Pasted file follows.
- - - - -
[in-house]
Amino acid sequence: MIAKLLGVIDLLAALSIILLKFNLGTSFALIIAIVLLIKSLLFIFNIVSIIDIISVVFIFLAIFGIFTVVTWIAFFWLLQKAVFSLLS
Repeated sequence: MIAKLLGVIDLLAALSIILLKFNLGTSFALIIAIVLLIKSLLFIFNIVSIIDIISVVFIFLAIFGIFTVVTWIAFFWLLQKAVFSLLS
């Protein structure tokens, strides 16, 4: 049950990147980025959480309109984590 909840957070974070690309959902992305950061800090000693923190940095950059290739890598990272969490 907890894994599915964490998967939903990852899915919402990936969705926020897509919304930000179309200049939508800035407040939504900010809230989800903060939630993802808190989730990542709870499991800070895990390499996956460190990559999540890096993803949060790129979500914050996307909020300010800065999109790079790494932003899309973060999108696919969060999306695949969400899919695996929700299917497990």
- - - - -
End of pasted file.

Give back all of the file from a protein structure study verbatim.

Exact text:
[in-house]
Amino acid sequence: MIAKLLGVIDLLAALSIILLKFNLGTSFALIIAIVLLIKSLLFIFNIVSIIDIISVVFIFLAIFGIFTVVTWIAFFWLLQKAVFSLLS
Repeated sequence: MIAKLLGVIDLLAALSIILLKFNLGTSFALIIAIVLLIKSLLFIFNIVSIIDIISVVFIFLAIFGIFTVVTWIAFFWLLQKAVFSLLS
């Protein structure tokens, strides 16, 4: 049950990147980025959480309109984590 909840957070974070690309959902992305950061800090000693923190940095950059290739890598990272969490 907890894994599915964490998967939903990852899915919402990936969705926020897509919304930000179309200049939508800035407040939504900010809230989800903060939630993802808190989730990542709870499991800070895990390499996956460190990559999540890096993803949060790129979500914050996307909020300010800065999109790079790494932003899309973060999108696919969060999306695949969400899919695996929700299917497990």